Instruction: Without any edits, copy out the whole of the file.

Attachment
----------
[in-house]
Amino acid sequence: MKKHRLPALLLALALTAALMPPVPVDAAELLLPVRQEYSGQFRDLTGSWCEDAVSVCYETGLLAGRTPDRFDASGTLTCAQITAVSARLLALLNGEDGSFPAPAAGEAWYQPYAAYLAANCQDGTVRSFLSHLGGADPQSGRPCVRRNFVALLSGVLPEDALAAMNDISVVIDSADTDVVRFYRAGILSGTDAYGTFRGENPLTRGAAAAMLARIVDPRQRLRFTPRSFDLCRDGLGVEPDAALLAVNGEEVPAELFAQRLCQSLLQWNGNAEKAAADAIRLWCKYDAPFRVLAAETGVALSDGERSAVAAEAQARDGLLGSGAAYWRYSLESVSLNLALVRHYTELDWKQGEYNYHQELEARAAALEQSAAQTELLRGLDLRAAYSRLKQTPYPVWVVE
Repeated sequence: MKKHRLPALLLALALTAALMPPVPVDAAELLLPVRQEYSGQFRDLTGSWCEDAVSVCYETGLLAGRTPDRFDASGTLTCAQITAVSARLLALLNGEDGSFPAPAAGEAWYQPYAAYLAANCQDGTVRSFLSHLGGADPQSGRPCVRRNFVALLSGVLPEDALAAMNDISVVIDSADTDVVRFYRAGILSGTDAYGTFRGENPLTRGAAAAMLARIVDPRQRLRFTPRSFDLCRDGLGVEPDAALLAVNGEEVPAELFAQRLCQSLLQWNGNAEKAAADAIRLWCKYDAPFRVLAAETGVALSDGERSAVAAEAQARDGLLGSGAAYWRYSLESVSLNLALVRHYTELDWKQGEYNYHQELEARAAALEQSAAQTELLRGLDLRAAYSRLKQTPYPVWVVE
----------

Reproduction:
[in-house]
Amino acid sequence: MKKHRLPALLLALALTAALMPPVPVDAAELLLPVRQEYSGQFRDLTGSWCEDAVSVCYETGLLAGRTPDRFDASGTLTCAQITAVSARLLALLNGEDGSFPAPAAGEAWYQPYAAYLAANCQDGTVRSFLSHLGGADPQSGRPCVRRNFVALLSGVLPEDALAAMNDISVVIDSADTDVVRFYRAGILSGTDAYGTFRGENPLTRGAAAAMLARIVDPRQRLRFTPRSFDLCRDGLGVEPDAALLAVNGEEVPAELFAQRLCQSLLQWNGNAEKAAADAIRLWCKYDAPFRVLAAETGVALSDGERSAVAAEAQARDGLLGSGAAYWRYSLESVSLNLALVRHYTELDWKQGEYNYHQELEARAAALEQSAAQTELLRGLDLRAAYSRLKQTPYPVWVVE
Repeated sequence: MKKHRLPALLLALALTAALMPPVPVDAAELLLPVRQEYSGQFRDLTGSWCEDAVSVCYETGLLAGRTPDRFDASGTLTCAQITAVSARLLALLNGEDGSFPAPAAGEAWYQPYAAYLAANCQDGTVRSFLSHLGGADPQSGRPCVRRNFVALLSGVLPEDALAAMNDISVVIDSADTDVVRFYRAGILSGTDAYGTFRGENPLTRGAAAAMLARIVDPRQRLRFTPRSFDLCRDGLGVEPDAALLAVNGEEVPAELFAQRLCQSLLQWNGNAEKAAADAIRLWCKYDAPFRVLAAETGVALSDGERSAVAAEAQARDGLLGSGAAYWRYSLESVSLNLALVRHYTELDWKQGEYNYHQELEARAAALEQSAAQTELLRGLDLRAAYSRLKQTPYPVWVVE